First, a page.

by John Tsilimparis
I recently read an article that said Philip Seymour Hoffman made a “choice” by relapsing on heroin – the fateful choice that led to his death and reportedly ending up on his bathroom floor with a needle in his arm. The article also went on to say that since he passed away, the treatment and recovery community has been feeding off his death and irresponsibly promoting addiction as a “disease” again. It also said that the recovery community is, yet again, shamelessly “selling” treatment to the masses by using the tragic death of a celebrity as a vehicle.
As an addiction therapist for the last 16 years, I would say that yes, every addict makes a choice to take a drink, to swallow prescription pills, to smoke marijuana and to put needles in their arms, etc. But why someone would continue making that choice despite the destructive consequences is the important question. Perhaps it’s instead a consequence of many different reasons.
Addiction is not glamorous. No one starts out declaring they want to shoot heroin into their veins just for the hell of it. Or that they want to become career tweakers, crackheads or drunks. But many start out small as a way to experiment because they learn somewhere along the way that some of these drugs can temporarily regulate a deeper issue of the brain. Research shows that some addicts have a genetic predisposition for addiction because their brains operate differently than others.
In short, addiction is principally a result of a brain imbalance in the person’s biochemical configuration. This imbalance leaves individuals susceptible to seeking out substances to sustain normal mood and regulate distress states. The psychic pain and chronic discomfort the imbalance causes may be there long before the addict picks up a drug.
Another element might be that many addicts suffer from pre-existing conditions of the mind like depression, severe anxiety or bipolar disorder, just to name a few. Many addicts have what is known as a dual diagnosis, which is simply someone who suffers from an addiction and a co-occurring mental health condition that can cause severe impairment in their ability to function. So, the drive to self-medicate and seek that equilibrium is not always a choice but sometimes a necessity.
According to the Centers for Disease Control and Prevention report in 2013, Philip Seymour Hoffman is one of a hundred people who die of drug overdoses per day in the United States. In 2010, approximately 30,000 deaths were caused by unintentional drug overdoses. The CDC also reports that drug overdose deaths have been rising steadily since 1992, with a 102 percent surge from 1999 to 2010. They have become the leading cause of injury death in the U.S. And interestingly, the highest death rates reported were among people 45-49 years of age. Philip Seymour Hoffman was 46.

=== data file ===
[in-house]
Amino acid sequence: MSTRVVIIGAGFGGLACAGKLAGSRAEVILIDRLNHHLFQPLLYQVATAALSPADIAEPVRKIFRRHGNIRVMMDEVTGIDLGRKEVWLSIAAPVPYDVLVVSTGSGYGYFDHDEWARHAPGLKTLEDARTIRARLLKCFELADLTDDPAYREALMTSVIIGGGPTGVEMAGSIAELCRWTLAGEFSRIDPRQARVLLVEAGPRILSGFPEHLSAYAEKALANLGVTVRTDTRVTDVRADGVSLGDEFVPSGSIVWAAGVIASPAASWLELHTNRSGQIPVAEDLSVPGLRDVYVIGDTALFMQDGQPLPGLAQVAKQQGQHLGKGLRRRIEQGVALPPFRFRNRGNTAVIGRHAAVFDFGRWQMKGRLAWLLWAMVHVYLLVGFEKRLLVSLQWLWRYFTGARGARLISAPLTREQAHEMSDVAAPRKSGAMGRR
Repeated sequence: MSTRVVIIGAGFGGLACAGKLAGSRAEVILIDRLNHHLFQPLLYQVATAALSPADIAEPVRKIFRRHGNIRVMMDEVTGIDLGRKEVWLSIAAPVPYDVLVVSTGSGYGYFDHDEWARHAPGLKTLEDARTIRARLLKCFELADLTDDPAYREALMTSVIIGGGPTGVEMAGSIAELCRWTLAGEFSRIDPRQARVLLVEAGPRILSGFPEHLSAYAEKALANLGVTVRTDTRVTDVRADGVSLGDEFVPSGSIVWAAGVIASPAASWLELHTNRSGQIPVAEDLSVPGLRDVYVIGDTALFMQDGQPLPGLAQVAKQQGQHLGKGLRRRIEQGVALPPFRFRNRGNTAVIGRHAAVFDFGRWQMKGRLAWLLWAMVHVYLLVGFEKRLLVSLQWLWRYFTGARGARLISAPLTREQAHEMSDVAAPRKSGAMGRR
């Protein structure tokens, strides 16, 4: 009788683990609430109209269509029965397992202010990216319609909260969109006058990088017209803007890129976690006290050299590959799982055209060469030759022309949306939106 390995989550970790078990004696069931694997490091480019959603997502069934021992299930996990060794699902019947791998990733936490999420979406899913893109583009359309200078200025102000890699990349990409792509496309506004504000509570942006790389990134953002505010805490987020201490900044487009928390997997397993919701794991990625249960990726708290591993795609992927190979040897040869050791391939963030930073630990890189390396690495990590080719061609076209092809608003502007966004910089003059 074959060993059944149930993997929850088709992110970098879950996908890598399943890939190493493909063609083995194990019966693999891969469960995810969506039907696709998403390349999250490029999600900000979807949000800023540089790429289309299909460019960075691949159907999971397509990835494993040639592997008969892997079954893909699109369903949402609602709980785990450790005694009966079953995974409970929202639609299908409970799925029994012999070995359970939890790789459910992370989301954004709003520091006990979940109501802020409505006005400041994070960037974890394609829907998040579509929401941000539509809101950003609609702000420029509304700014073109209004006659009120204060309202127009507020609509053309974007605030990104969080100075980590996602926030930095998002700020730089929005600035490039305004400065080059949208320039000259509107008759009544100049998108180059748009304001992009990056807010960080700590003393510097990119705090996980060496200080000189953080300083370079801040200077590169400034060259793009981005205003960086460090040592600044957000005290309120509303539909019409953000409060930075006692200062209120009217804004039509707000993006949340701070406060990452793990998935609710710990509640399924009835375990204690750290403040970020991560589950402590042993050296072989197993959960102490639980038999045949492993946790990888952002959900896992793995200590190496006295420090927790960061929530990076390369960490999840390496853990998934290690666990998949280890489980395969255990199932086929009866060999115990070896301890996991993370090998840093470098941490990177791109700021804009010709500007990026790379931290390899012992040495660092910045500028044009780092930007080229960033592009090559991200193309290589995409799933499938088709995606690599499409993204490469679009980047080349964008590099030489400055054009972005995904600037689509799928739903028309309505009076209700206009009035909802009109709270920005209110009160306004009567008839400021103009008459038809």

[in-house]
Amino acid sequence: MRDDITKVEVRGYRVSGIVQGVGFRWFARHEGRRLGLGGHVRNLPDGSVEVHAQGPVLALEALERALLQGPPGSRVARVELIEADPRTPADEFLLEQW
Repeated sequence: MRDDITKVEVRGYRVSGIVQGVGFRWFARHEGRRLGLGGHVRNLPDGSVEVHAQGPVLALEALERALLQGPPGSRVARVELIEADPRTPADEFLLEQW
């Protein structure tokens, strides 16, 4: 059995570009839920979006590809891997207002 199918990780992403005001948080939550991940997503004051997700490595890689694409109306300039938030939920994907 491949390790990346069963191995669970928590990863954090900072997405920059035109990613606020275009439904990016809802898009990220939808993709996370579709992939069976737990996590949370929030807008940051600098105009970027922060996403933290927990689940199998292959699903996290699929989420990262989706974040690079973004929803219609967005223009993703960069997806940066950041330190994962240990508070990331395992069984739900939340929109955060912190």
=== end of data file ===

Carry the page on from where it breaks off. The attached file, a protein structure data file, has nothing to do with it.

So let’s come back to the “choice” argument. If Philip Seymour Hoffman made a “choice” to relapse, are we saying he’s also rash and stupid? Are we saying that a man who has fame, success and the unquestionable respect of his peers would only throw all of that away if he was a fool? And are we also saying that he was self-centered and he chose drugs over his three children? Additionally, then the many thousands of Americans that die each year from drug overdoses are stupid too?
No one will ever know exactly why Mr. Hoffman relapsed, but what we do know is that he was sick with a very severe chronic illness that kills people. He may have relapsed because he felt like he had NO choice.
Remember, addiction can be defined as any compulsive behavior that has short-term benefits with long-term destruction. The short-term benefit is the key part here. It means addicts clearly seek something vital out of doing drugs, something that helps them balance the imbalance. Why else would they do it?
Another point to remember is that as of now, addiction is not curable. Meaning an addict will always be one step away from a relapse, not one step away from a choice. It’s like putting “choice” in the same sentence as “willpower.” If it was about willpower, then everyone who has ever been addicted to anything from illicit drugs, to sex, to compulsive shopping, to gambling is a weak person.
So, for the people out there who do not understand addiction from a clinical standpoint and for those who have never been addicted to anything and who do not suffer either mildly or severely from a mental disorder, please take a step back and reflect.
Relapse cannot be broken down so simply as a choice. Relapse is more of a consequence of many different elements in one’s life.
It’s a confluence of influence. There is no chicken and there is no egg.